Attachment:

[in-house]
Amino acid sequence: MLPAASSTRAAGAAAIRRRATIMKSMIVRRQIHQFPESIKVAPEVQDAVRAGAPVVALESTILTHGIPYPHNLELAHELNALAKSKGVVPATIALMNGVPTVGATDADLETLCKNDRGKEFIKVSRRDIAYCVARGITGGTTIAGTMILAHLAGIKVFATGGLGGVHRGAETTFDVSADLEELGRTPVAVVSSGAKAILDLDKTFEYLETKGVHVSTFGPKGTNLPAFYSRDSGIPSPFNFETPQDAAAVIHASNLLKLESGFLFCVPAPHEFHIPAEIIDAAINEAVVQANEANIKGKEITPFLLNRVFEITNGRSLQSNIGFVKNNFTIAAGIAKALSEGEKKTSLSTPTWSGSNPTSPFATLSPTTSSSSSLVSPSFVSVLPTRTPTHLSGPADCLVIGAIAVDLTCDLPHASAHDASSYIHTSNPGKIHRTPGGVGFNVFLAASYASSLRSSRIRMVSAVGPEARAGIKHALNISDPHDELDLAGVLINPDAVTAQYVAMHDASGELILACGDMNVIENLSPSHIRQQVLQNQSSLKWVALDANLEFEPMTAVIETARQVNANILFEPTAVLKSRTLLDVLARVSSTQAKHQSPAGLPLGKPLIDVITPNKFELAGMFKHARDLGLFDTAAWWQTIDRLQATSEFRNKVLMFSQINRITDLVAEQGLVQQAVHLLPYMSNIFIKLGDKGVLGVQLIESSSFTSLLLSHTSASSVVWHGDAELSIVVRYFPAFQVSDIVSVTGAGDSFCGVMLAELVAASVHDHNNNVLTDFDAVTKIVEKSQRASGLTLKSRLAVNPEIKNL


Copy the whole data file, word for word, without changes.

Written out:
[in-house]
Amino acid sequence: MLPAASSTRAAGAAAIRRRATIMKSMIVRRQIHQFPESIKVAPEVQDAVRAGAPVVALESTILTHGIPYPHNLELAHELNALAKSKGVVPATIALMNGVPTVGATDADLETLCKNDRGKEFIKVSRRDIAYCVARGITGGTTIAGTMILAHLAGIKVFATGGLGGVHRGAETTFDVSADLEELGRTPVAVVSSGAKAILDLDKTFEYLETKGVHVSTFGPKGTNLPAFYSRDSGIPSPFNFETPQDAAAVIHASNLLKLESGFLFCVPAPHEFHIPAEIIDAAINEAVVQANEANIKGKEITPFLLNRVFEITNGRSLQSNIGFVKNNFTIAAGIAKALSEGEKKTSLSTPTWSGSNPTSPFATLSPTTSSSSSLVSPSFVSVLPTRTPTHLSGPADCLVIGAIAVDLTCDLPHASAHDASSYIHTSNPGKIHRTPGGVGFNVFLAASYASSLRSSRIRMVSAVGPEARAGIKHALNISDPHDELDLAGVLINPDAVTAQYVAMHDASGELILACGDMNVIENLSPSHIRQQVLQNQSSLKWVALDANLEFEPMTAVIETARQVNANILFEPTAVLKSRTLLDVLARVSSTQAKHQSPAGLPLGKPLIDVITPNKFELAGMFKHARDLGLFDTAAWWQTIDRLQATSEFRNKVLMFSQINRITDLVAEQGLVQQAVHLLPYMSNIFIKLGDKGVLGVQLIESSSFTSLLLSHTSASSVVWHGDAELSIVVRYFPAFQVSDIVSVTGAGDSFCGVMLAELVAASVHDHNNNVLTDFDAVTKIVEKSQRASGLTLKSRLAVNPEIKNL